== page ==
High cholesterol is not a disease per se, but an indication of a problem somewhere elso in the body.
Instead of automatically reaching for pills to lower cholesterol you should consider that high cholesterol can be an indicator of
- chronic infection,
- chronic inflammation,
- low oxygenation (ischemia),
- oxidative stress (low antioxidants)
- fatty liver
- poor nutritional state, or just
- a recent injury.
Cholesterol is a main constituent of protective cell envelopes called cell membranes. Any injury to a cell will cause the cell envelope to break down and their content to spill out. That excess cholesterol is normally removed by the liver. The liver uses cholesterol to make bile, which is then stored in the gallbladder and if this process is interfered with you can end up with high cholesterol.
Bile deficiency caused by the liver
Healthy liver is a major cholesterol manager. It is the liver that decides how much cholesterol is produced and how much it is excreted. There is no simple test that checks for liver ability to produce bile. The only thing you can do is to see if excess cholesterol is actually being excreted through digestion or not. If you have high blood cholesterol you want to see that this excess is being passed for excretion. For the liver to excrete cholesterol it first has to use it to make bile.
Do you make enough bile?
One simple glance over your poop can tell you more than a list of elaborate blood tests ordered by your doctor. If your stool is completely devoid of color or shy away from brown most of the time you may suspect bile deficiency from under-active liver.
Bile contains bilirubin, a pigment left over by red blood cell degradation. Bile is the very substance that gives stool its yellowish-brownish color. So if you see no color, you should think no bile. That’s that simple.
Bile deficiency caused by gallbladder
What if your stool is sometimes pale, sometimes normal? In that case liver may have nothing to do with it and you need to look at the gallbladder instead. Gallbladder does not decide on bile production, but on bile release. If gallbladder has stones blocking its exit, suffers from inflammation that narrows exit passages or simply goes into a spasm, you may expect that stored bile would not be released and stool will be pale.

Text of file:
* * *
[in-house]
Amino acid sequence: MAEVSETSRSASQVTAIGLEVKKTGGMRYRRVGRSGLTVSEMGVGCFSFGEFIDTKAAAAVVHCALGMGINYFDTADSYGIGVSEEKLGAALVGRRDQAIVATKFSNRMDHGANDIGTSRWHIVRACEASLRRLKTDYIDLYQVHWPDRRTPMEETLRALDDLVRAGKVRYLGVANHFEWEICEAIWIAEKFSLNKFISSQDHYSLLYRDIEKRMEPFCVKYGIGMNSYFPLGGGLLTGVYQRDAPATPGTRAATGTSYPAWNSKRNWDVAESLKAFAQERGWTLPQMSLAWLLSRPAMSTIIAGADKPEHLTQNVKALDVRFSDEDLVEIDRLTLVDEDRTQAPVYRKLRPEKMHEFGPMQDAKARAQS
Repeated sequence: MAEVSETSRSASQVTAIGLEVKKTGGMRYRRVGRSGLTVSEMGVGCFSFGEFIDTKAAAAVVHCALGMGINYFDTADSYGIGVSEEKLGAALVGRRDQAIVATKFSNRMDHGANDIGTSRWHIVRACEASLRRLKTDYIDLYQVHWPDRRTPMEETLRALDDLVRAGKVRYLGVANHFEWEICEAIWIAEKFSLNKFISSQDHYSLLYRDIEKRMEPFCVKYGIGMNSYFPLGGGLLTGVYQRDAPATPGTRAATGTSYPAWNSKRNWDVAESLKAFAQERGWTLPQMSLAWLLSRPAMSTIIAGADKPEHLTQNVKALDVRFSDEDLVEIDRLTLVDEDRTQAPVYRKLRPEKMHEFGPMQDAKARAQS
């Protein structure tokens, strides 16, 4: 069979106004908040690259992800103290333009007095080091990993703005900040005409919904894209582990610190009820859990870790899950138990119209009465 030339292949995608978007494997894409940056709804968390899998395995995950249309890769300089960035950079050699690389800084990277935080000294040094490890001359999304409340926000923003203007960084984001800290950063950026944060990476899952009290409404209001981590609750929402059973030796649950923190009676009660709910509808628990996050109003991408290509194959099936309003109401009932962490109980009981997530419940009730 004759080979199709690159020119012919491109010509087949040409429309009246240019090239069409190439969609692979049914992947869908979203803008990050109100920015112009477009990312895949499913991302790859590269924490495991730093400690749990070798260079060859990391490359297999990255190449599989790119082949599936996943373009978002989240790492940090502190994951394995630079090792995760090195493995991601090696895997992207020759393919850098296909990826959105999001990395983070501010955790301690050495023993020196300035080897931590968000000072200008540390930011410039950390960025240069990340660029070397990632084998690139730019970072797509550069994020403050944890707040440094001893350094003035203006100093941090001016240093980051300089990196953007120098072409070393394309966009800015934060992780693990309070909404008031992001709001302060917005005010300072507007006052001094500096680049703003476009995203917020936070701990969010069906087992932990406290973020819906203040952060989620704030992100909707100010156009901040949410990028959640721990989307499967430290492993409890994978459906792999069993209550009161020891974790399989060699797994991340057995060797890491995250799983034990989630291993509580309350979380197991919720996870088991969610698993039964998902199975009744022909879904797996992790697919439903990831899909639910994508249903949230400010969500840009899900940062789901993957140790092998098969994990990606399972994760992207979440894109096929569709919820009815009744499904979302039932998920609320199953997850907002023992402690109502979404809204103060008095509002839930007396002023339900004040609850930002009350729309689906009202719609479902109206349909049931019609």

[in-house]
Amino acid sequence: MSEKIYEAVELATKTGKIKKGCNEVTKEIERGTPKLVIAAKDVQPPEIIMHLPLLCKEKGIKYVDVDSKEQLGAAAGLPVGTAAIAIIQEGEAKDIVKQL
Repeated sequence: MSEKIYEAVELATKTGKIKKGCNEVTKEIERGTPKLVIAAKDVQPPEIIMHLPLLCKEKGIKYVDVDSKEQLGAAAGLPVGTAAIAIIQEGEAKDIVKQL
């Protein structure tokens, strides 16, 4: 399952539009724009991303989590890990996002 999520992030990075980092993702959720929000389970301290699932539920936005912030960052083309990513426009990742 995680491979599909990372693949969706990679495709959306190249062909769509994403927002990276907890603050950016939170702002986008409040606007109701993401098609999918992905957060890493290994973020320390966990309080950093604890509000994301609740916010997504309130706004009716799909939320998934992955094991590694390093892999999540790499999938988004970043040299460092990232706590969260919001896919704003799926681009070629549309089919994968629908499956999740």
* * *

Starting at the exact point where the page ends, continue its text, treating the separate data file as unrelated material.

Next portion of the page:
Gallbladder problem may only be temporary. The stone may reposition, inflammation may subside and spasm may go away. At times when gallbladder is working fine and liver produces enough bile your stool will have normal brownish color. If you see that your stool alternates between pale and normal, suspect gallbladder problem rather than insufficient production of bile and chronic bile deficiency.
Can lack of bile cause diarrhea?
Since bile is necessary to digest fats, lack of bile can cause several problems related to fat digestion. One of them is diarrhea from accumulation of undigested fat in the stool. In that case you can also see oily droplets in the toilet which may be accompanied with a foul smell. Pale stool and oily droplets are give-away signs of definite bile deficiency either due to liver or gallbladder problems.
High cholesterol caused by gallbladder?
If liver cannot use cholesterol to produce bile, or gallbladder cannot release the bile you may experience cholesterol back up in the blood and cholesterol numbers may go up. In case of pale or grey-looking stools, suspect liver and gallbladder as potential culprits behind your high cholesterol numbers.
However, with normal-color stools suggesting that bile production and release is adequate, investigate your dietary habits instead. There is a good chance your diet is lacking dietary fiber.
Dietary fibre decides whether the bile will be excreted or recycled. With sufficient dietary fibre, bile and by extension cholesterol will be excreted by the bowels, rather than put back into circulation. Diets with low soluble fibre intake are a much more common cause behind high cholesterol than any gallbladder problem. Start there. How many beans and carrots did you have today?